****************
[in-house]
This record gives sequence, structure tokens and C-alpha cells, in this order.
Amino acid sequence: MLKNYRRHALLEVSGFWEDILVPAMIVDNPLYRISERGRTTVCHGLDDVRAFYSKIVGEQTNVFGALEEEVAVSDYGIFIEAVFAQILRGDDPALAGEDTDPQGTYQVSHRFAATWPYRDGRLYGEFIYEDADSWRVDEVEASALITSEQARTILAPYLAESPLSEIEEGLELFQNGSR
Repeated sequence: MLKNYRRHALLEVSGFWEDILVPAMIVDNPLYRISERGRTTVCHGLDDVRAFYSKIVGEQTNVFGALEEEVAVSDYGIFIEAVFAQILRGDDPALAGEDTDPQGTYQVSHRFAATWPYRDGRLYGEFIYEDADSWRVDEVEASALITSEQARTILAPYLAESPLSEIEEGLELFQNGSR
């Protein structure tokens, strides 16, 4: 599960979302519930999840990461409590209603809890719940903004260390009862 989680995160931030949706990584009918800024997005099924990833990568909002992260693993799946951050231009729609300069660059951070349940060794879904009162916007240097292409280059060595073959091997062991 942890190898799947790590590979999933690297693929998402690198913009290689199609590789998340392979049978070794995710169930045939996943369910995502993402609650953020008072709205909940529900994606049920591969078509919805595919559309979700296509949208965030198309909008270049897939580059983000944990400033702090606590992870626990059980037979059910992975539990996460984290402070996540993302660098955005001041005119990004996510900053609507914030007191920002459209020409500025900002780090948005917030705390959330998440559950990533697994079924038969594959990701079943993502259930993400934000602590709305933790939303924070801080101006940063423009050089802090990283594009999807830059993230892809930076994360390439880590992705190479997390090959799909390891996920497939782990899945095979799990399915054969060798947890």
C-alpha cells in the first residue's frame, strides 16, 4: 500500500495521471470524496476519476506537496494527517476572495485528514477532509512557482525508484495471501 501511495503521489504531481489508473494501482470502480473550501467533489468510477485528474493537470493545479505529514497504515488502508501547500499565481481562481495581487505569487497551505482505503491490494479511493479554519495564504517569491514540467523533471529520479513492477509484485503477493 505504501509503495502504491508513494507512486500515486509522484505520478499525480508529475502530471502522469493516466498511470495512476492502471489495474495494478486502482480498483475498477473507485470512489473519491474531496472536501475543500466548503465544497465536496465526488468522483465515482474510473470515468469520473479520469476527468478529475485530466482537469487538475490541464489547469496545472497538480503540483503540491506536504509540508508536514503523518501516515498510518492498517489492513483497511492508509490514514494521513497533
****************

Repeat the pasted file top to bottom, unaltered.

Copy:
[in-house]
This record gives sequence, structure tokens and C-alpha cells, in this order.
Amino acid sequence: MLKNYRRHALLEVSGFWEDILVPAMIVDNPLYRISERGRTTVCHGLDDVRAFYSKIVGEQTNVFGALEEEVAVSDYGIFIEAVFAQILRGDDPALAGEDTDPQGTYQVSHRFAATWPYRDGRLYGEFIYEDADSWRVDEVEASALITSEQARTILAPYLAESPLSEIEEGLELFQNGSR
Repeated sequence: MLKNYRRHALLEVSGFWEDILVPAMIVDNPLYRISERGRTTVCHGLDDVRAFYSKIVGEQTNVFGALEEEVAVSDYGIFIEAVFAQILRGDDPALAGEDTDPQGTYQVSHRFAATWPYRDGRLYGEFIYEDADSWRVDEVEASALITSEQARTILAPYLAESPLSEIEEGLELFQNGSR
């Protein structure tokens, strides 16, 4: 599960979302519930999840990461409590209603809890719940903004260390009862 989680995160931030949706990584009918800024997005099924990833990568909002992260693993799946951050231009729609300069660059951070349940060794879904009162916007240097292409280059060595073959091997062991 942890190898799947790590590979999933690297693929998402690198913009290689199609590789998340392979049978070794995710169930045939996943369910995502993402609650953020008072709205909940529900994606049920591969078509919805595919559309979700296509949208965030198309909008270049897939580059983000944990400033702090606590992870626990059980037979059910992975539990996460984290402070996540993302660098955005001041005119990004996510900053609507914030007191920002459209020409500025900002780090948005917030705390959330998440559950990533697994079924038969594959990701079943993502259930993400934000602590709305933790939303924070801080101006940063423009050089802090990283594009999807830059993230892809930076994360390439880590992705190479997390090959799909390891996920497939782990899945095979799990399915054969060798947890």
C-alpha cells in the first residue's frame, strides 16, 4: 500500500495521471470524496476519476506537496494527517476572495485528514477532509512557482525508484495471501 501511495503521489504531481489508473494501482470502480473550501467533489468510477485528474493537470493545479505529514497504515488502508501547500499565481481562481495581487505569487497551505482505503491490494479511493479554519495564504517569491514540467523533471529520479513492477509484485503477493 505504501509503495502504491508513494507512486500515486509522484505520478499525480508529475502530471502522469493516466498511470495512476492502471489495474495494478486502482480498483475498477473507485470512489473519491474531496472536501475543500466548503465544497465536496465526488468522483465515482474510473470515468469520473479520469476527468478529475485530466482537469487538475490541464489547469496545472497538480503540483503540491506536504509540508508536514503523518501516515498510518492498517489492513483497511492508509490514514494521513497533